Everyone wants the job of the future and a recession-proof career. Unfortunately, the robots are coming for us – or are they?
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A study from the McKinsey Global Institute that measured the "automatability" of more than 800 jobs found that some jobs may be completely automatable, but many more are only partially replaceable. Jobs that require high emotional intelligence, creativity, and physical dexterity are much harder to automate.
It is not just automation that threatens the 9-5 pack. The rise of the gig economy, which emphasizes outcomes and eliminates the middleman, has made it fashionable and fiscally strategic for employers to move toward consultants and freelancers and away from full-time workers.
Given these developments, it's no wonder that traditional jobs are being replaced by online delivery platforms and/or consolidated into multifunctional roles.
The career advice of the future is to be the automater rather than the automated. No longer is being an expert in one role good enough; tomorrow's irreplaceable employee will be useful in many ways.
What will the (near) future of employment be? Let's take a look at some examples:
Physicians are relatively safe, but the physician/MBA, physician/pharmacologist, physician/JD, or physician/engineer will be in very high demand moving forward. Possessing the unique ability to strategically address industry changes and trends, these specialists in medicine, pharmacy, medical devices, and their corresponding global legal issues have the talents and wherewithal needed to navigate the medical needs of the future.
At the other end of the spectrum will be certified nursing assistants (CNAs), the lower-cost alternative to the almost non-existent licensed practical nurse (LPN). A dearth of nurse educators means fewer LPNs are produced in favor of turning out the more highly trained registered nurses (RNs) and nurse practitioners.
Fiduciary financial planners look out for their clients' financial health and well-being. They evaluate lifestyles and life stages and make recommendations to help customers strategically plan for mortgages, college expenses, retirements, and any potential "rainy day" that may arrive. As if that weren't enough, fiduciary financial planners also utilize the same software, algorithms, and high-volume discounts as other financial advisors, which will likely force traditional stock traders to look for new jobs to replace their extraordinary salaries.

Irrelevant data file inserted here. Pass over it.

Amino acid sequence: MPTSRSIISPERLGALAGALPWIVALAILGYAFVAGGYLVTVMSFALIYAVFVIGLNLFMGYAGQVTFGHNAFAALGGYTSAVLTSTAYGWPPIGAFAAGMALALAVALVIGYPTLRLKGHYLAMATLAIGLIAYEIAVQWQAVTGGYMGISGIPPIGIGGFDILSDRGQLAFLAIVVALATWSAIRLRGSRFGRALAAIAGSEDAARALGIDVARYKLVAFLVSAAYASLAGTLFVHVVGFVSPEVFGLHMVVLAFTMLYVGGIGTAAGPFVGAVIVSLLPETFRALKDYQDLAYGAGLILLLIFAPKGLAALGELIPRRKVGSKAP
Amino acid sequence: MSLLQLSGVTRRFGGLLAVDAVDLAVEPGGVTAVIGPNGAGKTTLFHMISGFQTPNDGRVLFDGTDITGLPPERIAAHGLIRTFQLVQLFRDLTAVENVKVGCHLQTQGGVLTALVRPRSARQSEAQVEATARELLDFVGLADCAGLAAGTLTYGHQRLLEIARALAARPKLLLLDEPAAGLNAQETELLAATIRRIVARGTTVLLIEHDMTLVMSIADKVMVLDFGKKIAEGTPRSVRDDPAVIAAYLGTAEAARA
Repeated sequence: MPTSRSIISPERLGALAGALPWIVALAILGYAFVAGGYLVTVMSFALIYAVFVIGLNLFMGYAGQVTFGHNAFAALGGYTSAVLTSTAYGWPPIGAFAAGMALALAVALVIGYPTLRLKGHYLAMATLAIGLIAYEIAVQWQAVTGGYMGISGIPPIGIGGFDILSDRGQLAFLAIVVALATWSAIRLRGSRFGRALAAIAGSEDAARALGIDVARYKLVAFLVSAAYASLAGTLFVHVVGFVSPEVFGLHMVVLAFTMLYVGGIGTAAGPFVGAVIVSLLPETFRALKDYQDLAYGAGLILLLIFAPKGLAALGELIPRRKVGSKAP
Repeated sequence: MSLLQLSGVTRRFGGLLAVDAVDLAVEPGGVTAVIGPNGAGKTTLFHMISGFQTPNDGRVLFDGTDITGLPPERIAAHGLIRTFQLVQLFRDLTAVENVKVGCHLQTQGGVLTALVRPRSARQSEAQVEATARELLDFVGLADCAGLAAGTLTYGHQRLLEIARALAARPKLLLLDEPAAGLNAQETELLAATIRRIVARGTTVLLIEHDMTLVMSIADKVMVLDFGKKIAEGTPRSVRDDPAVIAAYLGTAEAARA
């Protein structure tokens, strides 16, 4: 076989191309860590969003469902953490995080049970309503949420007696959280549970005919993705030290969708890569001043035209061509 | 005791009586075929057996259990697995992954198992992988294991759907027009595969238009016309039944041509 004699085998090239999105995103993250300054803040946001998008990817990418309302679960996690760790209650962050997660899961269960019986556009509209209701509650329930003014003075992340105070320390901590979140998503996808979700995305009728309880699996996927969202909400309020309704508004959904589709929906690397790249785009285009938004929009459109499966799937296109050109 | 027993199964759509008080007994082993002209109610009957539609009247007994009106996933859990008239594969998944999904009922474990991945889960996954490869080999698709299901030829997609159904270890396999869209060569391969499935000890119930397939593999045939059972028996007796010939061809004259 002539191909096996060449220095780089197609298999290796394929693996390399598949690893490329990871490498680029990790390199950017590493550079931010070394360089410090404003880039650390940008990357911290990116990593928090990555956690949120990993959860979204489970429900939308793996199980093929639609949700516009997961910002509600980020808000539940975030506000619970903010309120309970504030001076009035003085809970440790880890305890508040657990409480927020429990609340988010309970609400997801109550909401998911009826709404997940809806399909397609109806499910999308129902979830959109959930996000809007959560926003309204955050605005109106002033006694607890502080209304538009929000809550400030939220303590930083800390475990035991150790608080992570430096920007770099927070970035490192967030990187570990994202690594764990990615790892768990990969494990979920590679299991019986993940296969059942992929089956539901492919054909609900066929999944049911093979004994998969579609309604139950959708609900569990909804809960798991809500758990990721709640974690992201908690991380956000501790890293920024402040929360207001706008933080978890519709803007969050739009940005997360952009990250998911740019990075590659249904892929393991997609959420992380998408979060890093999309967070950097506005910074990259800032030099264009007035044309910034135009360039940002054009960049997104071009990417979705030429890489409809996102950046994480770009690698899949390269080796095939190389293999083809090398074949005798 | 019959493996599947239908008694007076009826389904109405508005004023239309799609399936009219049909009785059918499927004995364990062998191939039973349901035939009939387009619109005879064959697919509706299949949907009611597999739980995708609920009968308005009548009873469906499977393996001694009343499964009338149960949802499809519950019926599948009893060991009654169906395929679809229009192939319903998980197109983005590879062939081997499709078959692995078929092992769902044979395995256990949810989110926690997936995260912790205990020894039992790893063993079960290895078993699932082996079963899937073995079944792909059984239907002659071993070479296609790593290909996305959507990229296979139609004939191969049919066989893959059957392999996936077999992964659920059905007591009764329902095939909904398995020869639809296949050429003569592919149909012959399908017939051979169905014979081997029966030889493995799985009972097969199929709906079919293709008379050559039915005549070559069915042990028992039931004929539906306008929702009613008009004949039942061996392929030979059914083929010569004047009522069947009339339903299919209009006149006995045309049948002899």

Moving things from point A to point B with military precision will be critical as the practice of "just in time" delivery continues to spread. Transport vehicles will include drones, trucks, driverless cars, trains, and 18-wheelers. People in logistics will help companies win business, and they'll be on the front lines of the war for talent.
Do logistics benefit from automation? Clearly. However, it is people who will plan for automation, design the machines, and manage the exceptions.
Conversely, a little automation can be good for the overall growth of an industry. When was the last time you took a taxi or traditional car service? Can't remember? That's not surprising, given the meteoric rise of app-based ridesharing services like Uber and Lyft. Car service fleets have been relegated to special occasions like weddings, proms, and company outings. Look for further industry revolution as driverless vehicles become the norm.
The Reinvention Economy
Humans and computers can live in symbiotic harmony as long as we understand where each fits in the employment ecosystem.
Manufacturing jobs of the Rust Belt will never return. Sprawling malls anchored by department stores have become ghost towns.
Automation succeeds when it replaces routine, repeatable, and error-prone tasks; technology makes humans faster at their jobs. Reinvention is the central theme for workers in today's economy. Preparing for future employment in an ever-expanding knowledge economy requires flexibility, creativity, and critical thinking. Skilled trades that require manual dexterity will always be in demand. High-touch professions like education, medicine, and law enforcement will never be fully automated.
How do you reinvent yourself for the future? You don't. You reinvent yourself for the here and now. As Richard Riley, the former secretary of education, put it: "We are currently preparing students for jobs that don't yet exist ... using technologies that haven't been invented ... in order to solve problems we don't even know are problems yet."
Elaine Varelas is Keystone Partners' managing partner.